Logotip de la revista Noves SL





Sociolingüística internacional

Analysis of the term ‘pariente’ as a form
of address in the Sikuani community of Puerto Gaitán (Colombia), by John Alexander Roberto Rodríguez


This study can be seen as an empirical ratification of the posture that tends to include sociolinguistics in dialectology. Through it, you can feasibly see how it is deceptive to try and separate the diastratic variations of the diatopes. Likewise, it is easy to recognize the openly critical intent of the social facts that get rid of linguistic analysis, which doesn't cease to be objective because of this, and thus, we place it on the borderline of critical analysis in speech.

3. Methodology

In relation to methodology, a traditional model is kept of the linguistic geography having recognized a reduced number of informants (a total of ten). We used qualitative (observation of spontaneous speech, participative observation) and quantitative methods (interviews, surveys) for the gathering of materials, thus responding to the very nature of the problem based on class relations, that is to say, diastratic courtesy, noticed upon first contact with the Sikuani community that inhabits the area of Puerto Gaitán.

4. Variables

It should be pointed out that the preliminary character of this analysis, due, in part, to the problems in carrying it out such as: i) time spent with the community, ii) certain distrust of the informants toward the researchers, iii) paperwork and red tape for performing surveys and interviews, iv) lack of State support, v) difficulties in accessing the area because of the presence of subversive groups.

5. The Sikuani community and the form of address ‘pariente’

The indigenous communities of the Sikuani ethnic group in Colombia are presently experiencing an accelerated process of the loss of cultural identity due to interethnic contact. Their relationship with the blanco (white man), from whom they try to emulate their life style, has led them to a state of estrangement that is evident in a simultaneous loss of identity and the non-acceptance on the part of 'civilized' groups. Today, the members of the Sikuani community live on the reservations as well as in the towns near them, in the middle of a hostile environment given the nature of their cultural masters and the mistaken class-changing derivation that the colonist masters make. Being Sikuani has ceased to be synonymous with ‘national heritage’ but has turned into a ‘social problem’. Hidden behind that loss of nationalist idiosyncrasy the indigenous population sees itself as an ‘object’ of interest to tourists and mainly researchers that attend different universities. This condition tends to become an economical usufruct through the demands of the authorities (regional and national) to end up forgetting their responsibilities and casually leaving themselves in the hands of the government. In many cases, the land that they have been given is not even used for living on, much less for growing crops or raising livestock, poultry or fish farming. This only demonstrates the damage that the application of foreign models to reality (protectionist policies) has made on a culture with its own characteristics.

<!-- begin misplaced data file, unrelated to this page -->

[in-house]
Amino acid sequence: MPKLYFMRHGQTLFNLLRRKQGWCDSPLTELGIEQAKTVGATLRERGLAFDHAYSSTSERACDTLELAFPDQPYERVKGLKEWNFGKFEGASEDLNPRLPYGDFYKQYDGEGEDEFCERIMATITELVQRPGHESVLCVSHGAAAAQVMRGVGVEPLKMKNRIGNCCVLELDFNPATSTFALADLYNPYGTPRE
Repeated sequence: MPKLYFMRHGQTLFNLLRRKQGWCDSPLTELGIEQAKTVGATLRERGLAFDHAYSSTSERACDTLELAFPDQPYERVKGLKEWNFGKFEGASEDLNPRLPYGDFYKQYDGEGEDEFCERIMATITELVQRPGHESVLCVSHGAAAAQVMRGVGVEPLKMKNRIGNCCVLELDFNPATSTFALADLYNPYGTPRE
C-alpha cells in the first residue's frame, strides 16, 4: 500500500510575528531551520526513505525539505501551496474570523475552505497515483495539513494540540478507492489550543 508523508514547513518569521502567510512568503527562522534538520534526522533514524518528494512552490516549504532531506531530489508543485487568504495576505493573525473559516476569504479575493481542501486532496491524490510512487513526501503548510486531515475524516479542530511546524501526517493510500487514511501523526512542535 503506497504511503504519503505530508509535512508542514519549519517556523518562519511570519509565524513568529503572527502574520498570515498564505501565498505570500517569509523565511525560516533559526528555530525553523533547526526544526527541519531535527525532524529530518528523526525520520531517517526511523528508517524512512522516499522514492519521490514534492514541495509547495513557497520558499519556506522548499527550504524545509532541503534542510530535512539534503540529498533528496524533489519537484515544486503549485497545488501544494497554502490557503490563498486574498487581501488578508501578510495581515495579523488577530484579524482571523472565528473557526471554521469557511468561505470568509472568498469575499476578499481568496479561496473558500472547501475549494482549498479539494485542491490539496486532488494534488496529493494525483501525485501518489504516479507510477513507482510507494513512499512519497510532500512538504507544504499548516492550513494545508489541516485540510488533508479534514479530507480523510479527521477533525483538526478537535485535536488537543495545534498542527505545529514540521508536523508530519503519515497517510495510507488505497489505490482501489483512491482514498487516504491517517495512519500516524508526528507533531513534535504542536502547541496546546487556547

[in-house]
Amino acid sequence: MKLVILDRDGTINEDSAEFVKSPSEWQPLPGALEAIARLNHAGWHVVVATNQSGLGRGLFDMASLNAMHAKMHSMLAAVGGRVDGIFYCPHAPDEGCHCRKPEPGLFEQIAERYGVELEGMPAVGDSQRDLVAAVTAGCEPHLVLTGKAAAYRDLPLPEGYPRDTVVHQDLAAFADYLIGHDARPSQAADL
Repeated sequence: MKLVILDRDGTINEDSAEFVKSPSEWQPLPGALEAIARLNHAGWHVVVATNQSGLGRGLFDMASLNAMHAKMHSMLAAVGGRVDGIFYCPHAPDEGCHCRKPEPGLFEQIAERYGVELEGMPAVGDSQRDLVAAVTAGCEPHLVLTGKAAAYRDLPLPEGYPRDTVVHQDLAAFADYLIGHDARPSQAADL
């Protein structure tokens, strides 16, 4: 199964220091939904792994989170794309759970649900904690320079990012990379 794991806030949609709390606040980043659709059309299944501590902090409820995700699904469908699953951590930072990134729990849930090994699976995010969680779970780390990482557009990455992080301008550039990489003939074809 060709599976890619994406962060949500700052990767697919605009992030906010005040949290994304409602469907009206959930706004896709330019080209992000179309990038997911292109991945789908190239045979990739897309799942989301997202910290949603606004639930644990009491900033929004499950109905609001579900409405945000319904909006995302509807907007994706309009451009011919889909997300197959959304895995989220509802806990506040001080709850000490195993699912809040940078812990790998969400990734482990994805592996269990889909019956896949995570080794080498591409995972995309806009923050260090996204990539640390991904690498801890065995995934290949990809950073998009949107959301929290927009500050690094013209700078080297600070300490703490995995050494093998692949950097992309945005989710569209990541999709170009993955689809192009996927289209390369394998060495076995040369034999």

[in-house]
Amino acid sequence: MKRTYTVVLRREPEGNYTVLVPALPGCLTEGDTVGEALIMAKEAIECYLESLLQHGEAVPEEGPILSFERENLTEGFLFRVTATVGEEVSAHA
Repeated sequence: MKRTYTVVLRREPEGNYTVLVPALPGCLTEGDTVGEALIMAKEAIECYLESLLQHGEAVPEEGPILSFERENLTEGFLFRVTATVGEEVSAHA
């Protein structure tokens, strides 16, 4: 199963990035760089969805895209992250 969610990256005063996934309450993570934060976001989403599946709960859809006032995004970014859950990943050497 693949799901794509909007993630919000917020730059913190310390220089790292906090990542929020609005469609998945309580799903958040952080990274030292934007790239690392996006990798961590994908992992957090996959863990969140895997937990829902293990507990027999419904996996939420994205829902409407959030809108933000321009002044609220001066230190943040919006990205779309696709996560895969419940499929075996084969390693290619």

The cultural 'alienation’ of the community is expressed in four basic ways in the region of Meta: social, religious, investigative, and political. The cultural alienation is produced by the penetration of colonists with their load of products, bars, festivities, brothels, etc., that is to say, the entire saga of typical daily habits of 'civilized' systems. Secondly, the crude and inconsiderate desire of the catholic and protestant ‘missions’ to increase their number of followers, forcing the community to get rid of their mythological wealth, rituals, and ancient beliefs. On the other hand, one finds the linguistic, anthropological, and other research groups that are not well trained in the methods of identity preservation who come in unprepared and get the information required for their work while stepping all over the autonomy of the communities. Finally, we find the heavy burden of State policies accustomed to solving social problems with the allocation of resources but never establishing a detailed study of the heterogeneous factors that focus on the problem in order to better direct the budget.

Within the main displays of depersonalization we find the marked penetration of commercial values; a change in the type of political-administrative authority which is less and less in the hands of the chief, medicine man, or shaman; a forgetting of cultural traditions such as dances (collective dances are substituted by tropical rhythms), food, drink, attire, fishing and hunting tools; and, in general, material, spiritual, and social acculturation (children leaving home, a change in the role of women...).

"In conclusion, the native that has endured an accelerated process of acculturation and physical persecution is a social misfit, without an identity of any kind. He is no longer tied to the community neither is he accepted by the "civilized" society. As he discovers that society revolves around money and the possession of material goods, he thinks that by obtaining these things, he can manage to erase some of his supposed inferiority and will therefore no longer be treated or seen as a "brute". However, his limited experience in the commercial and financial world just paves the way for being deceived and falling into the traps that are traditionally set by the sectors with which he relates." (Agudelo y Cantor, 1988)


2 de 7